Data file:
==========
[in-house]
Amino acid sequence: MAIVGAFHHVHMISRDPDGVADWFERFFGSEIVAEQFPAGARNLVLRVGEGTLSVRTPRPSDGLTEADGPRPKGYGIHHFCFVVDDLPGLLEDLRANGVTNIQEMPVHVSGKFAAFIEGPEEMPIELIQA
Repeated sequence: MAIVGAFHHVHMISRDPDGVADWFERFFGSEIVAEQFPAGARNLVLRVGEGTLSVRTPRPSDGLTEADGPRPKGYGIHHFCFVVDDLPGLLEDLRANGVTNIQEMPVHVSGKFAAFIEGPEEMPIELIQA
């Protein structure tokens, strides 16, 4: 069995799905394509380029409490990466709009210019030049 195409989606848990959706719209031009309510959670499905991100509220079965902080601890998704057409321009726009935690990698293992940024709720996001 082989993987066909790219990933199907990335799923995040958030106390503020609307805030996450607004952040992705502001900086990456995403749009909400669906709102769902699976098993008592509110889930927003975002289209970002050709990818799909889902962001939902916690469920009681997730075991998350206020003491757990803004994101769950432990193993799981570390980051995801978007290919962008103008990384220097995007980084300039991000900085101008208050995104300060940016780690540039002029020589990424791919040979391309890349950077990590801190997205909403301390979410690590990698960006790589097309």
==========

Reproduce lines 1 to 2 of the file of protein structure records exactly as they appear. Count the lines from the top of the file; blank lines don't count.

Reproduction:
[in-house]
Amino acid sequence: MAIVGAFHHVHMISRDPDGVADWFERFFGSEIVAEQFPAGARNLVLRVGEGTLSVRTPRPSDGLTEADGPRPKGYGIHHFCFVVDDLPGLLEDLRANGVTNIQEMPVHVSGKFAAFIEGPEEMPIELIQA